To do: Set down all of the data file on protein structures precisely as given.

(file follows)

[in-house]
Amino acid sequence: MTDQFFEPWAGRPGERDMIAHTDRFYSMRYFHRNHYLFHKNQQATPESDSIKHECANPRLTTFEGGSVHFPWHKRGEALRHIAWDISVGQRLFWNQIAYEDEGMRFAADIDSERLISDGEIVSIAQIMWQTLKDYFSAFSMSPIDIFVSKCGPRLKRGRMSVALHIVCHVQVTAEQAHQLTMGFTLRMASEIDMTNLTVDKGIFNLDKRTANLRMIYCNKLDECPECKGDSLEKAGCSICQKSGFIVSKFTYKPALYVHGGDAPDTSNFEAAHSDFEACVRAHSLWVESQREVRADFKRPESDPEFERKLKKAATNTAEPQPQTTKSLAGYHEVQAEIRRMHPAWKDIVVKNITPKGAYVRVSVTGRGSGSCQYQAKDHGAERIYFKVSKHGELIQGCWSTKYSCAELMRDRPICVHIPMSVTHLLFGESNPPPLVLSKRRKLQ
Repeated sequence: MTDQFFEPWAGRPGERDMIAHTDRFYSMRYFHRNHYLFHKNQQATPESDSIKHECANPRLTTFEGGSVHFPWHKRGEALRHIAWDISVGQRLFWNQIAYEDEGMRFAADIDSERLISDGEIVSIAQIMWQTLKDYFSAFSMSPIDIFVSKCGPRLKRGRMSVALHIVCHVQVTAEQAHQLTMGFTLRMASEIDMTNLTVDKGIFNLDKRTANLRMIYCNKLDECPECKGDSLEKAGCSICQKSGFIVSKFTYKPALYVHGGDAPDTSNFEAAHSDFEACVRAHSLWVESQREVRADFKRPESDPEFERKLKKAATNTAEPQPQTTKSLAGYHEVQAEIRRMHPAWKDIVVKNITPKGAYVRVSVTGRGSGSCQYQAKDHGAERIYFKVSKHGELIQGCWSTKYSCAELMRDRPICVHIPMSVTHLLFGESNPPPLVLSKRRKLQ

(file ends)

[in-house]
Amino acid sequence: MTDQFFEPWAGRPGERDMIAHTDRFYSMRYFHRNHYLFHKNQQATPESDSIKHECANPRLTTFEGGSVHFPWHKRGEALRHIAWDISVGQRLFWNQIAYEDEGMRFAADIDSERLISDGEIVSIAQIMWQTLKDYFSAFSMSPIDIFVSKCGPRLKRGRMSVALHIVCHVQVTAEQAHQLTMGFTLRMASEIDMTNLTVDKGIFNLDKRTANLRMIYCNKLDECPECKGDSLEKAGCSICQKSGFIVSKFTYKPALYVHGGDAPDTSNFEAAHSDFEACVRAHSLWVESQREVRADFKRPESDPEFERKLKKAATNTAEPQPQTTKSLAGYHEVQAEIRRMHPAWKDIVVKNITPKGAYVRVSVTGRGSGSCQYQAKDHGAERIYFKVSKHGELIQGCWSTKYSCAELMRDRPICVHIPMSVTHLLFGESNPPPLVLSKRRKLQ
Repeated sequence: MTDQFFEPWAGRPGERDMIAHTDRFYSMRYFHRNHYLFHKNQQATPESDSIKHECANPRLTTFEGGSVHFPWHKRGEALRHIAWDISVGQRLFWNQIAYEDEGMRFAADIDSERLISDGEIVSIAQIMWQTLKDYFSAFSMSPIDIFVSKCGPRLKRGRMSVALHIVCHVQVTAEQAHQLTMGFTLRMASEIDMTNLTVDKGIFNLDKRTANLRMIYCNKLDECPECKGDSLEKAGCSICQKSGFIVSKFTYKPALYVHGGDAPDTSNFEAAHSDFEACVRAHSLWVESQREVRADFKRPESDPEFERKLKKAATNTAEPQPQTTKSLAGYHEVQAEIRRMHPAWKDIVVKNITPKGAYVRVSVTGRGSGSCQYQAKDHGAERIYFKVSKHGELIQGCWSTKYSCAELMRDRPICVHIPMSVTHLLFGESNPPPLVLSKRRKLQ